Find Your Optimal Speed for Lifting Weights

Tony Bonvechio
by Tony Bonvechio
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Find Your Optimal Speed for Lifting Weights

How fast or slow you lift weights can impact your strength and muscle gains in a big way. Every workout program focuses on sets and repetitions, but the speed at which you lift is important, too. Depending on your goals, there’s a rep speed that’s best for you.


If you ask the buffest people in the gym what to do, you may get different answers.

The bodybuilder will say, “Lift nice and slow so you feel the muscles burning. That’s how you build muscle.”

The powerlifter will say, “Lift every rep as fast as possible so you can lift more weight.”

In a way, they’re both right. Based on their individual experience, different rep speeds can produce good results. But what does the research say?


If you were looking for a definitive answer, well, research actually supports both methods. It just depends on what you’re trying to achieve.

If you want bigger muscles, then slower rep speeds may be the way to go according to a 2016 study in the International Journal of Applied Exercise Physiology. This study confirms what the bodybuilder says: The subjects that took four seconds to lower the weight (the eccentric phase) built about 10% more muscle and got about 13% stronger over a 12-week exercise program than subjects who took only one second to lower the weight. This resulted in more time under tension, which means the muscles were stressed for a longer period of time each set.

However, both groups moved the weight the same speed on the way up (the concentric phase), so we can’t make any conclusions about how fast you should be lifting the weight up, only lowering the weight down.

If you want stronger muscles, A 2014 study in the European Journal of Sports Science confirms what the powerlifter says. Lifting the weight as fast as possible on the way up, as opposed to lifting the weight slowly, makes you stronger. Subjects got about 18% stronger on the bench press when they moved the load as fast as possible, versus 9% stronger when they moved the weight at half-speed. That’s simple physics: Force equals mass times acceleration, so to produce more force, lift as fast as you can.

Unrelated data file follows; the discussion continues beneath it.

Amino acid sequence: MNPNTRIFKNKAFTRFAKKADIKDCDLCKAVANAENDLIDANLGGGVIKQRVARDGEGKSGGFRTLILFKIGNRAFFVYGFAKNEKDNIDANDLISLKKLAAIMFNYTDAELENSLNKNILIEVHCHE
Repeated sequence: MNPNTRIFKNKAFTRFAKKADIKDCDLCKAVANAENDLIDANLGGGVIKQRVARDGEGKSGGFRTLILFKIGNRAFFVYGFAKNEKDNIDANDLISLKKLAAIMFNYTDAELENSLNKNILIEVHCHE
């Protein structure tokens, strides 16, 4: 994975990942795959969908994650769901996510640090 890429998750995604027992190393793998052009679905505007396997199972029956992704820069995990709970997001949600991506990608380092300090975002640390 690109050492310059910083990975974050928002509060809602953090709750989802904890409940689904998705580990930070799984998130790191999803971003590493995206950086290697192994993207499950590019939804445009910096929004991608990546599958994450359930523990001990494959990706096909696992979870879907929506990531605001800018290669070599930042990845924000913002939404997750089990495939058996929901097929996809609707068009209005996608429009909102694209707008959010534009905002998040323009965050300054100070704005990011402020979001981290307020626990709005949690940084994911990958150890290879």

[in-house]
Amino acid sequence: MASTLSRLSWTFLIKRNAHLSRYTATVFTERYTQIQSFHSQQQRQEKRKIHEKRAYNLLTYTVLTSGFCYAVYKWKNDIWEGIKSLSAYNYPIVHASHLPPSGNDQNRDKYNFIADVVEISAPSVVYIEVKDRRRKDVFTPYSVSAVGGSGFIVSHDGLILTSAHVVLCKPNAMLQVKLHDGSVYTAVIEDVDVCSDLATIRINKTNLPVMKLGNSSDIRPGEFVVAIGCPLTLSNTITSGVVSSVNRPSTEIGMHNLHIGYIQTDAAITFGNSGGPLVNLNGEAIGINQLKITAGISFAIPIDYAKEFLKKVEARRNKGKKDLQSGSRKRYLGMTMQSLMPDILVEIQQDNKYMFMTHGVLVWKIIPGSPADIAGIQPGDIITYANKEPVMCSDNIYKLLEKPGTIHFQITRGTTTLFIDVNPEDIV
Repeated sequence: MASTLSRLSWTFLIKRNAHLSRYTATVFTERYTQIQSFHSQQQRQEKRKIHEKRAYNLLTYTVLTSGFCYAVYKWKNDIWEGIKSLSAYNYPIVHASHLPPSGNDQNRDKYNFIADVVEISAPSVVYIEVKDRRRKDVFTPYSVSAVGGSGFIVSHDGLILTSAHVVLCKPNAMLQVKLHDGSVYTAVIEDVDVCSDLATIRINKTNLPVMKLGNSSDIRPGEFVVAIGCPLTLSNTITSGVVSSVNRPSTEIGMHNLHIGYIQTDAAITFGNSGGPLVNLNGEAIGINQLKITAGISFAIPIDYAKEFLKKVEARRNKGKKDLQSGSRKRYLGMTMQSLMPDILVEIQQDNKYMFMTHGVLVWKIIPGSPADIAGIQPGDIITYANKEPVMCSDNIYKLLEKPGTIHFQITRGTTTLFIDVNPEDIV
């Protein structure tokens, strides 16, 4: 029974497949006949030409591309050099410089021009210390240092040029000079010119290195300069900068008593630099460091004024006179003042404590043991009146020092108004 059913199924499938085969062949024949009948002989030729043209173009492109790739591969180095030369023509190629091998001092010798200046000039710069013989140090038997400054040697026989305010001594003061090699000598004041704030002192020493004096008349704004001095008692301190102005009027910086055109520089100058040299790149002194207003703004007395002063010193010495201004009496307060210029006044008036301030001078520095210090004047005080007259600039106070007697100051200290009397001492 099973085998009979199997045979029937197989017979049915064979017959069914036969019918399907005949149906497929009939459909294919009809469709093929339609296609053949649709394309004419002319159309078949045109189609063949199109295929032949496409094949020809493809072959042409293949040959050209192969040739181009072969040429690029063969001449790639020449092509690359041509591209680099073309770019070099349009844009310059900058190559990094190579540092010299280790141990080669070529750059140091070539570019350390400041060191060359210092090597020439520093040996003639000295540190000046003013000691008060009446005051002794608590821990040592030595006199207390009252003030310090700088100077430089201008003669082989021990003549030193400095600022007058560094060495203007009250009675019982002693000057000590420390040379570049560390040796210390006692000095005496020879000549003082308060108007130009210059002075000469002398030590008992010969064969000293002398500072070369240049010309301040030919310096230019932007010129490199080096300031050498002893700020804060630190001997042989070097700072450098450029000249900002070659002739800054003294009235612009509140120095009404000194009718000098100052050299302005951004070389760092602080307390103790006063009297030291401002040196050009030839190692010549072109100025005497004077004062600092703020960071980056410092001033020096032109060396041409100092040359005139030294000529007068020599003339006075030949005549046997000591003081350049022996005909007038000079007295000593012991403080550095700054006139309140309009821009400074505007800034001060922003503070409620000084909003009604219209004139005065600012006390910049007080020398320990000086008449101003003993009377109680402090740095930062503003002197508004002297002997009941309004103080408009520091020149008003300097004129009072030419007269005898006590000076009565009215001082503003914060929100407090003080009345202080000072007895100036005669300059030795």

Essentially, if you want to build lean muscle, moving the weight slowly on the way down will help. If you want to get stronger, it doesn’t matter how slowly you lower the weight, as long as you lift it back up quickly. In both cases, lifting the weight up fast, rather than slowly, may be the best option.


To build more muscle to tone your quads, hamstrings and glutes:

  • Lower the weight down slowly (about 4 seconds) until your hips are lower than your knees.
  • Stand up as quickly as you’re comfortable (preferably about 1 second).
  • Perform as many reps as possible until you’re about 1 rep shy of failure.
  • Perform 2–3 sets total.

To build strength so you can squat more weight:

  • Lower the weight at a moderate speed (about 2–3 seconds).
  • Stand up as quickly as possible (preferably about 1 second).
  • Perform as many reps as possible until can you no longer lift the weight quickly.
  • Perform 3–4 sets of 5 reps.


How fast you lift weights depends on your goals. Slow reps and fast reps both work, but choose your rep speed based on whether you’d rather gain muscle or get stronger. Or use them both during different workouts to get the best of both worlds.

About the Author

Tony Bonvechio
Tony Bonvechio

Tony Bonvechio (@bonvecstrength) is a strength and conditioning coach at Cressey Sports Performance in Hudson, MA, and a personal trainer in Providence, RI. A former college baseball player turned powerlifter, he earned his Master’s degree in Exercise Science from Adelphi University. You can read more from Tony at


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